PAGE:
Dr. Belinda Bustos Flores founded the Academy for Teacher Excellence (ATE) in 2003 with the Department of Education Title V Cooperative Development grant from the Hispanic-Serving Institutions (HSI) Program. ATE works as a catalyst for the emergence of COEHD as a nationally recognized leader in preparing teachers to teach diverse student populations and increasing the number of culturally and linguistically diverse students who enroll and graduate with bachelors’ and advanced degrees in education.

Belinda Bustos Flores, Ph.D.

Contact

Belinda Bustos Flores, Ph.D.

Associate Dean for Strategic Partnership, Preparation and Growth & Professor, Founder and Director of The Academy for Teacher Excellence, UTSA Dual Language Community Lab Schools Partner

Bicultural-Bilingual Studies

belinda.flores@utsa.edu

ATE is a research center located at The University of Texas at San Antonio, the premier higher education institution in South Texas, and is housed in the College of Education and Human Development (COEHD). ATE has been fully funded by grants received from federal, state, and private funding agencies throughout its history.

ATE is grounded in the “Culturally Efficacious Teacher” model and serves as a center for research, design, evaluation, program implementation, and collaboration for area school districts, community colleges, the private sector, and UTSA. ATE leverages institutional and community resources to better prepare teacher candidates and in-service teachers who work with diverse student populations. ATE guides the preparation and retention of teachers who will demonstrate the attitudes, knowledge, and skills of a Culturally Efficacious Teacher (Flores, Clark, Claeys, & Villarreal, 2007).

For more information about ATE, please contact us at ate@utsa.edu.

Recognizing that UTSA is the premier institution for higher education in South Texas, ATE’s mission is to collaborate with community colleges, community agencies, and school districts by:

  • Supporting Latino/Hispanic and other ethnically diverse students as they overcome financial, psycho-social, and institutional barriers. These obstacles have traditionally hindered their full participation in higher education.
  • Increasing the sensitivity and preparation of faculty to address students needs through culturally relevant curricula and instruction.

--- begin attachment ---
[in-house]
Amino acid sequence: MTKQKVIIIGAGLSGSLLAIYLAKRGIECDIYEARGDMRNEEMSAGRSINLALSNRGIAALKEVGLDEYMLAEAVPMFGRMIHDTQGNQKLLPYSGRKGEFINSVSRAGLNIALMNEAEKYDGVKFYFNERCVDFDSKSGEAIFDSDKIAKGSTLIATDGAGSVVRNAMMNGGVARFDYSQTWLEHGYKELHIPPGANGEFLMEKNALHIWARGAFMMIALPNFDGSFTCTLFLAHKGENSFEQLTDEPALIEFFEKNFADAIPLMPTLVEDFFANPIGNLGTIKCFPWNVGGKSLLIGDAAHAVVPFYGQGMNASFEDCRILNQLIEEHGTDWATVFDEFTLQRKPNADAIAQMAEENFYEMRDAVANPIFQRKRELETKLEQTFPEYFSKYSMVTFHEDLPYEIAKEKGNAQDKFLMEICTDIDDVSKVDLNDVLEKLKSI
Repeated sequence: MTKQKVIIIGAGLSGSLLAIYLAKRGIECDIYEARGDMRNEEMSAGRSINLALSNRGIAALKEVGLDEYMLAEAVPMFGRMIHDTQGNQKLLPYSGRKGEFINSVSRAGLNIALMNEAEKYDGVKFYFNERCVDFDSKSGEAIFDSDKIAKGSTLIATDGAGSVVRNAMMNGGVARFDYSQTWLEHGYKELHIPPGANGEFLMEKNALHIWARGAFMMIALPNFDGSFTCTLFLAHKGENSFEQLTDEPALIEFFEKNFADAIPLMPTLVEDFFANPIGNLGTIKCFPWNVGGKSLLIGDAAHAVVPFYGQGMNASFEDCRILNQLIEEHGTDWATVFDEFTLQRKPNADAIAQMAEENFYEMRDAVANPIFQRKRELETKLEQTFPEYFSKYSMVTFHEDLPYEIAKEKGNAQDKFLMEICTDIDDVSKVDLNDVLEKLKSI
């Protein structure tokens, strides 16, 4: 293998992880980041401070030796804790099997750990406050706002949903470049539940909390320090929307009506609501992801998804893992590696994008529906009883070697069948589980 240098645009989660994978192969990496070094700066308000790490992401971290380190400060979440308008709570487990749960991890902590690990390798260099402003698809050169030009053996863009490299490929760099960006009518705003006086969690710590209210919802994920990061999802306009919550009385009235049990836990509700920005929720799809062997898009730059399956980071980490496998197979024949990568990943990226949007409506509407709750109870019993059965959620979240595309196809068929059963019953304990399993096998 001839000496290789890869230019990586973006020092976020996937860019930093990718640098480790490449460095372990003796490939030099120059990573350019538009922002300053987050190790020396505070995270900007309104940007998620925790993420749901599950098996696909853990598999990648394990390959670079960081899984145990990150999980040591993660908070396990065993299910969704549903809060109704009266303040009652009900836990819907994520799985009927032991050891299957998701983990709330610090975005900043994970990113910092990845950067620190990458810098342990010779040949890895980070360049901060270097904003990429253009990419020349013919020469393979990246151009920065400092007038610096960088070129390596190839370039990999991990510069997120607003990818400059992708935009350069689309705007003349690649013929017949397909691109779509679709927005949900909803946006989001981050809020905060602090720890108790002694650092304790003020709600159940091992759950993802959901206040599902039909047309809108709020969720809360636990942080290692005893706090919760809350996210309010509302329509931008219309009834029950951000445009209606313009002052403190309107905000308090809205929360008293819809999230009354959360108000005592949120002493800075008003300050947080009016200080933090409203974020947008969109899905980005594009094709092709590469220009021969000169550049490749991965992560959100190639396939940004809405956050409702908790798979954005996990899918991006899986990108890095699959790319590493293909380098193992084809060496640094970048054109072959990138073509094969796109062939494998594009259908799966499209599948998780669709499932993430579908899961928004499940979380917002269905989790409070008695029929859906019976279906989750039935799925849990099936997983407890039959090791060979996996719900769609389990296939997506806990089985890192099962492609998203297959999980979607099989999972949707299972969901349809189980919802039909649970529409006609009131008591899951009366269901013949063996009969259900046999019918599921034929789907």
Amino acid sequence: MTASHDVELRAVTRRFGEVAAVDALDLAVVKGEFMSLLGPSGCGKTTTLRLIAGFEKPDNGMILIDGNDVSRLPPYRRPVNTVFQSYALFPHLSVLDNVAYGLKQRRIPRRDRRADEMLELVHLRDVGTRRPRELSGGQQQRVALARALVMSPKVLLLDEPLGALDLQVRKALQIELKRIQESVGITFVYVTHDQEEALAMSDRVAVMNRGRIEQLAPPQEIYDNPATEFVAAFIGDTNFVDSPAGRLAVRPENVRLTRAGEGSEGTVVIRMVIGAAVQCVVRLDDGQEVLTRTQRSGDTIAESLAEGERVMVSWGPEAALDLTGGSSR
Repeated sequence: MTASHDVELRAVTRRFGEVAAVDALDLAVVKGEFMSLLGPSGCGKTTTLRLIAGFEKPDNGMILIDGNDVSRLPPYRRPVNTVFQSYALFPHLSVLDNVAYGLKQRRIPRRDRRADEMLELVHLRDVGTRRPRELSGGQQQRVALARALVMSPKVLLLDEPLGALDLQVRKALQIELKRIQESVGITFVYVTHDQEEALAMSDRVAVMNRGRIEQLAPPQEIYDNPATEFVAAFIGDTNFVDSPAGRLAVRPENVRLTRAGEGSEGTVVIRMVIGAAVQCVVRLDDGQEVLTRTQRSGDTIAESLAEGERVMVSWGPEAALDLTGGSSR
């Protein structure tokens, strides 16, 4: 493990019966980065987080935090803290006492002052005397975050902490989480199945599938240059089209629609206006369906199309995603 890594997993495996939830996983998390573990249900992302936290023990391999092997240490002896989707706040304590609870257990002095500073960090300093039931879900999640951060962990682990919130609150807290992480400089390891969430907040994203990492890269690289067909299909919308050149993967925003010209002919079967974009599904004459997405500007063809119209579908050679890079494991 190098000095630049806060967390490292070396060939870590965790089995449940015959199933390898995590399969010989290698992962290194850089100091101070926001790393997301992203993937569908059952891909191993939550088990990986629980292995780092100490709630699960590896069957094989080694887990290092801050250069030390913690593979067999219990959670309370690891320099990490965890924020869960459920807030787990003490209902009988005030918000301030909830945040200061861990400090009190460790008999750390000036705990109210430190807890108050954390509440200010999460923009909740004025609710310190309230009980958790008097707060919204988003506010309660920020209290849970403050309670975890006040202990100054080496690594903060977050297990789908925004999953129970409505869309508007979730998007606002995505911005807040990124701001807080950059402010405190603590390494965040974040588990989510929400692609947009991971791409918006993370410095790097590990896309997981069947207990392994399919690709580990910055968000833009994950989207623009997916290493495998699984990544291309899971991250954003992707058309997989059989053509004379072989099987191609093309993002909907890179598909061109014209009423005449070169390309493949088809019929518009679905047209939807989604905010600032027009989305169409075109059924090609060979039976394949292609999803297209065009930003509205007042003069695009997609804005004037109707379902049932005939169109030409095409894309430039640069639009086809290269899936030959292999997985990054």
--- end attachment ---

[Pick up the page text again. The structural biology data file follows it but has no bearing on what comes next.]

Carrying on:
• Increasing the number of UTSA teacher certification programs that become nationally recognized for success in addressing culturally and linguistically diverse student populations.
  • Conducting quantitative and qualitative research that informs administrators, teachers, university faculty, and community members of research-based instructional practices.
  • Creating accountable partnerships among schools, the community, and the university that prepare all students for the 21st Century.

Dr. Belinda Bustos Flores

Founder and Director

Dr. Flores has been a Professor and Principal Investigator in the Interdisciplinary Learning and Teaching Department (ILT) and is now the Associate Dean of Professional Preparation and Partnerships. Dr. Flores guides ATE’s research and secures external funding for the expansion and sustainability of ATE.

Dr. Lorena Claeys

Co-Director

Dr. Lorena Claeys is the Director of Clinical Professional Experiences and has been with ATE since its founding. She has served as a Program Coordinator, Principal Investigator, Co-Principal investigator, and Executive Director. Dr. Claeys engages in research and the development of proposals to support ATE’s mission.

Student Support

ATE supports Latino/Hispanic and other ethnically diverse students at all levels of their education to overcome financial, psycho-social, and institutional barriers that have traditionally hindered full participation in higher education. ATE provides services to decrease the effects and support students in succeeding in their higher education.

Elementary and Middle School: Students in elementary and middle school participating in the La Clase Mágica Afterschool Informal Learning Clubs increase their STEM knowledge and skills.

High School: ATE works with high schools and high school students to provide college and teacher preparation resources.

Undergraduate: Undergraduate teacher candidates can participate in a variety of services to help them prepare to become teachers through participation in the Teacher Academy Learning Community (TALC). Those services include:

  • Professional and Student development workshops
  • Textbook lending
  • TExES resources
  • Service-learning opportunities in informal learning clubs

La Clase Mágica Informal Learning Clubs

The La Clase Mágica Informal Learning Clubs provide opportunities to create a platform for aspiring STEM teachers to gain experience in working with Hispanic students and assist them in complying with their service-learning requirements. In addition, they provide Hispanic students with opportunities to live and experience STEM-related activities that increase their interest in the STEM areas, higher education, and promote 21st Century skills.

ATE works with schools across San Antonio that have high numbers of minority, Hispanic, and low-income students to establish the informal learning clubs at their campuses. ATE assists the campuses in the following ways:

  1. Establish and provide resources to operate the three projects
  2. Assure teacher candidates each semester meet their service-learning requirements

Coordinate with a local school district to provide space for the operation of the three programs

The Clubs

La Clase Mágica (LCM)